The only thing you have to do is to use these troublesome words in appropriate contexts.
Strategies: reading comprehension, repetition, exercise and ..:
I hope these help:
Active Reading Strategies, Mind Tools Reading Techniques...
Allusion vs. Illusion***
Allusion: an indirect reference to something.
There are many wonderful classical allusions in this story.
Illusion: a false impression
Despite Umbridge’s smiles, no one fell for the illusion.
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When you have vanity you are conceited: you are vain. “You’re so vain you probably think this song is about you.” This spelling can also mean “futile,” as in “All my love’s in vain” (fruitless). Note that when Ecclesiastes says that “all is vanity” it doesn’t mean that everything is conceited, but that everything is pointless.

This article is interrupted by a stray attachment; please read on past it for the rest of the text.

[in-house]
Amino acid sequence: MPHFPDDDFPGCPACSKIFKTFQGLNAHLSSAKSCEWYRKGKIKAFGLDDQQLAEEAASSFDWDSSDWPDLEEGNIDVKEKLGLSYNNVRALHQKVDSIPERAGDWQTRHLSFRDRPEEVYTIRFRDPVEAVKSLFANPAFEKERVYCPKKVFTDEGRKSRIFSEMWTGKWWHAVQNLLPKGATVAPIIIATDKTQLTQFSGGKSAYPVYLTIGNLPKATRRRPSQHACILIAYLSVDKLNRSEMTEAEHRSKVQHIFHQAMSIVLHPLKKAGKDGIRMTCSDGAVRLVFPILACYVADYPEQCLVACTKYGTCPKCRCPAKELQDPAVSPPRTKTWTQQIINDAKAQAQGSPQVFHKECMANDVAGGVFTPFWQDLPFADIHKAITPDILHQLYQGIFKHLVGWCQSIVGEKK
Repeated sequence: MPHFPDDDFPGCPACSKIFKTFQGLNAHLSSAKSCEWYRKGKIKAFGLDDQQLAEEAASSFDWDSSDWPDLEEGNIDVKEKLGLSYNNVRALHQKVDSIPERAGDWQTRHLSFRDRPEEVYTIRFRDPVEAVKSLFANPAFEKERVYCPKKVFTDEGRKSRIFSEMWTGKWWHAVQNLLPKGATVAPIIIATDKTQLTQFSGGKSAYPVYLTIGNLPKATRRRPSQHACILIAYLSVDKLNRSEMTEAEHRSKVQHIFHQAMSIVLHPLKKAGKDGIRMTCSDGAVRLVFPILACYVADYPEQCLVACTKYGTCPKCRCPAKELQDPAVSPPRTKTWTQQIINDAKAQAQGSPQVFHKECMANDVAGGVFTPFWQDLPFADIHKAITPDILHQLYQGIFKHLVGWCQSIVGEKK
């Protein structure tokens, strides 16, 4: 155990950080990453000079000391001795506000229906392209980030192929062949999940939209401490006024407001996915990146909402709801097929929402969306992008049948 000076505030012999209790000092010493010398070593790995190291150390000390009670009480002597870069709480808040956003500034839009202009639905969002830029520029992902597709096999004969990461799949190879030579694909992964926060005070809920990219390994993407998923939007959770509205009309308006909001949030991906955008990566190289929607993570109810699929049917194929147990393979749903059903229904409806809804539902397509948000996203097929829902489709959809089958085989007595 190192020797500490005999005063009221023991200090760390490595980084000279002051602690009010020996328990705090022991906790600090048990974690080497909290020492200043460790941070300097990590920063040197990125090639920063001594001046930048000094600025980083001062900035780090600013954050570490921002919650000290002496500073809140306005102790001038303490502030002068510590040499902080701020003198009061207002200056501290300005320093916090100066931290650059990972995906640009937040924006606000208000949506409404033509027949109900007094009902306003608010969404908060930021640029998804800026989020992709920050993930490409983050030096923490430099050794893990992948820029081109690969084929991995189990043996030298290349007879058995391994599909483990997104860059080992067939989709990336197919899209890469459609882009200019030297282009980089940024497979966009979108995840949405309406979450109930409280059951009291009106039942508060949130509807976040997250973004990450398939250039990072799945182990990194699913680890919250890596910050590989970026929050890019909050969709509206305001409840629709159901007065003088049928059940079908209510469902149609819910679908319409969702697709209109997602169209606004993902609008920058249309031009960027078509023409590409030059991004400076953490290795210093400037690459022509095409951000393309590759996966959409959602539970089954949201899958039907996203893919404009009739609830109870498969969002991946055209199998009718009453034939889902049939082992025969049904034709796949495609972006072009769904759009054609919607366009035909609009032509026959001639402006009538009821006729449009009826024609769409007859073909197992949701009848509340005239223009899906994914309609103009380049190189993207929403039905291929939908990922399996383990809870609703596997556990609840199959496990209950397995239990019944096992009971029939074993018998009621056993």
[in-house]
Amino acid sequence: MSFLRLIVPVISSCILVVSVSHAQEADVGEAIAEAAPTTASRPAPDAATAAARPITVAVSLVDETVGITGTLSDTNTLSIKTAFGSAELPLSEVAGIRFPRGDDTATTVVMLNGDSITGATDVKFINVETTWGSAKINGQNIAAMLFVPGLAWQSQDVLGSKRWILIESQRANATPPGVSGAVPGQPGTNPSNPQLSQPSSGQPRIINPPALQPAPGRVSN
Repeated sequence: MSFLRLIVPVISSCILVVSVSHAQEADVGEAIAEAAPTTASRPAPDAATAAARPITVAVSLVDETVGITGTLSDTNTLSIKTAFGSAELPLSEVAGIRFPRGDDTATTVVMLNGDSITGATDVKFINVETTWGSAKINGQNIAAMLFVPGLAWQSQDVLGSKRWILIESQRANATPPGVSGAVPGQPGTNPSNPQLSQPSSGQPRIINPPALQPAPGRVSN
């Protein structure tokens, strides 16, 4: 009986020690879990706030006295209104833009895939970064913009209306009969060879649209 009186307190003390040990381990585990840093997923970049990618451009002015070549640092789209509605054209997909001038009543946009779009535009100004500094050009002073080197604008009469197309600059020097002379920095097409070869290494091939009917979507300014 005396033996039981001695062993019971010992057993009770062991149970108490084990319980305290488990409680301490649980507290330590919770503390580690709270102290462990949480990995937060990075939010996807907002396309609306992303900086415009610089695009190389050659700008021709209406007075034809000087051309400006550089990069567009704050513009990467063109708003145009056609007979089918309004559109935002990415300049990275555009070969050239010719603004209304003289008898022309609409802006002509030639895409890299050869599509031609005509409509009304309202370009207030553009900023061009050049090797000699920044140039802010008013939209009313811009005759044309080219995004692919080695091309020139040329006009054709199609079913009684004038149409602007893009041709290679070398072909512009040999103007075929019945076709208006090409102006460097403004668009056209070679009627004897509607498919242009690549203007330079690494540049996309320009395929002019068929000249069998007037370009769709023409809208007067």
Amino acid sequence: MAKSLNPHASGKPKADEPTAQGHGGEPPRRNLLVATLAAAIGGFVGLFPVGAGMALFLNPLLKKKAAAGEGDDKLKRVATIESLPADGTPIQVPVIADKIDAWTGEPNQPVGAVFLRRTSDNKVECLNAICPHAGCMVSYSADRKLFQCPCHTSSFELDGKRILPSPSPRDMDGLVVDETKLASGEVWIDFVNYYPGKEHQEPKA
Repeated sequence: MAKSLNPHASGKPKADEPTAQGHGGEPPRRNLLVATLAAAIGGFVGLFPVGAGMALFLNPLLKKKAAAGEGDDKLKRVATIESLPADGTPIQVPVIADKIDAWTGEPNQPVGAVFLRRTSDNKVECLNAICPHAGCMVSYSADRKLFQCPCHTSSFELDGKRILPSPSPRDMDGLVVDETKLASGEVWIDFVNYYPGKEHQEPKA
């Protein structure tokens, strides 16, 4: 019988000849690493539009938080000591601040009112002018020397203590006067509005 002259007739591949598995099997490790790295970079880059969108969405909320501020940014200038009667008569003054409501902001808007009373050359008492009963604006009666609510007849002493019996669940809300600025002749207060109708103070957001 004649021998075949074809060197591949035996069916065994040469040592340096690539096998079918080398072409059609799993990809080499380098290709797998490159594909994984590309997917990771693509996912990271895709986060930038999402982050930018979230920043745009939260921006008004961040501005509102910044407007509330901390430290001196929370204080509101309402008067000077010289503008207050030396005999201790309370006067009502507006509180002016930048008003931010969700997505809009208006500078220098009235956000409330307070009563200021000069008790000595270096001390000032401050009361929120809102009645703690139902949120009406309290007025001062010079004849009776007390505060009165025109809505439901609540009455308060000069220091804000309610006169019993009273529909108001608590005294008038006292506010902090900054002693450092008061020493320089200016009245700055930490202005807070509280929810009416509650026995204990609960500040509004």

A vane is a blade designed to move or be moved by gases or liquid, like a weathervane.
A vein is a slender thread of something, like blood in a body or gold in a mine. It can also be a line of thought, as in “After describing his dog’s habit of chewing on the sofa, Carlos went on in the same vein for several minutes.”
When the weather is warm and summery and you don’t feel like spending a lot of time reading that long report from the restructuring committee, just read the summary.
summary, summaries- WordWeb dictionary definition